By Hovannes Shoghikian
Armenia ended its modest military presence in Iraq on Tuesday, citing improved security and the ongoing withdrawal of a much larger Polish army contingent that has supervised Armenian troops deployed in the war-torn country.
The 46 sappers, military doctors and other non-combat personnel returned home on board a U.S. military transport plane nearly four years after Armenia joined the U.S.-led occupying force in Iraq. They and dozens of other Armenian servicemen have served there on six-month tours of duty as part of a Polish-led multinational division deployed in the Shia-populated central province of Diwaniyah.
NATO member Poland began pulling its 900 troops out of Iraq last week and is due to complete the process by the end of this month. Polish Prime Minister Donald Tusk, who came to power in October 2007, pledged a quick withdrawal from Iraq during his election campaign.
Also, in July the U.S.-led forces handed over to the Iraqis security control of Diwaniyah, which has seen occasional outbursts of intense Shiite infighting. The move reflected the improved security situation in the area south of Baghdad.
Major-General Arshaluys Paytian, the deputy chief of the Armenian army’s General Staff, said both developments were instrumental in Yerevan’s decision to follow Poland’s example. “Since our contingent served in Iraq as part of the Polish-led military detachment and since the need for peace-keeping activity in Iraq is gradually declining … our part of the peacekeeping mission is deemed to have been accomplished,” he said.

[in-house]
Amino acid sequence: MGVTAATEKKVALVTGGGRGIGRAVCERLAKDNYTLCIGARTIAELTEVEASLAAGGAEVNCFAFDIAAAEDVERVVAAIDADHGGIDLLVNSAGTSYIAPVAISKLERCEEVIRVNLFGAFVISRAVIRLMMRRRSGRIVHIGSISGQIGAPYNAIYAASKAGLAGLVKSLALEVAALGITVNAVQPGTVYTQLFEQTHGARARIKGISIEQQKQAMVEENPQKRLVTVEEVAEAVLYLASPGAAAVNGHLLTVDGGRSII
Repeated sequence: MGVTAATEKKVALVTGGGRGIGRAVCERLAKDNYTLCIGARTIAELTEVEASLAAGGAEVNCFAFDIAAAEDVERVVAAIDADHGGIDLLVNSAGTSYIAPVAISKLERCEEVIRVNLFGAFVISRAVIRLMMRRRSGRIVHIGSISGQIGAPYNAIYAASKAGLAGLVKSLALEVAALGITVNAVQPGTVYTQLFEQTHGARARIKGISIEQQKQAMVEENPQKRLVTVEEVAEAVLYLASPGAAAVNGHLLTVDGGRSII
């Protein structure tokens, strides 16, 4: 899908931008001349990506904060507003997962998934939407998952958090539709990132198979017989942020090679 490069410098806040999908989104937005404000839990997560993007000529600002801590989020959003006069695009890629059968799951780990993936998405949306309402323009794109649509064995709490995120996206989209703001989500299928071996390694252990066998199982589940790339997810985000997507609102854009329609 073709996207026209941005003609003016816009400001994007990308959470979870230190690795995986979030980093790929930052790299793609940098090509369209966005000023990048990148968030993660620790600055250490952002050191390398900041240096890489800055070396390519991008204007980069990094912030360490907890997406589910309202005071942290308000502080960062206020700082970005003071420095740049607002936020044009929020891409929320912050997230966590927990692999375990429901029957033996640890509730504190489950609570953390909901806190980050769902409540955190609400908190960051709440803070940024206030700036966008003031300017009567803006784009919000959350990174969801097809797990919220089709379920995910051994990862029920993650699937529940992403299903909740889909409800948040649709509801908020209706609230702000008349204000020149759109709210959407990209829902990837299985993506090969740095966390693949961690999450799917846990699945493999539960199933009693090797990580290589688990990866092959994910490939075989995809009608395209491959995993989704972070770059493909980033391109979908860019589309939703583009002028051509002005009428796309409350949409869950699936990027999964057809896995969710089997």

“Having achieved its objectives with honor, our contingent has returned home,” Paytian told journalists after welcoming the returning troops at Yerevan’s Zvartnots airport.
The Armenian government had decided to send troops to Iraq despite strong domestic opposition resulting from concerns about the security of the country’s small Armenian community. The deployment reflected Armenia’s growing military ties with the United States. President Serzh Sarkisian visited Iraq in November 2006 in his then capacity as defense minister. Addressing the National Assembly on his return to Yerevan, he said the largely symbolic troop presence “adds to Armenia’s international standing.”
Armenia has lost no soldiers and seen only one serviceman seriously wounded in Iraq. Lieutenant Georgi Nalbandian had one of its leg amputated as a result.
Paytian said that the returning personnel will continue their service in the Armenia army’s special peacekeeping battalion that also provides troops for the NATO-led peacekeeping mission in Kosovo. Last June the battalion doubled to 70 the number of its servicemen stationed there.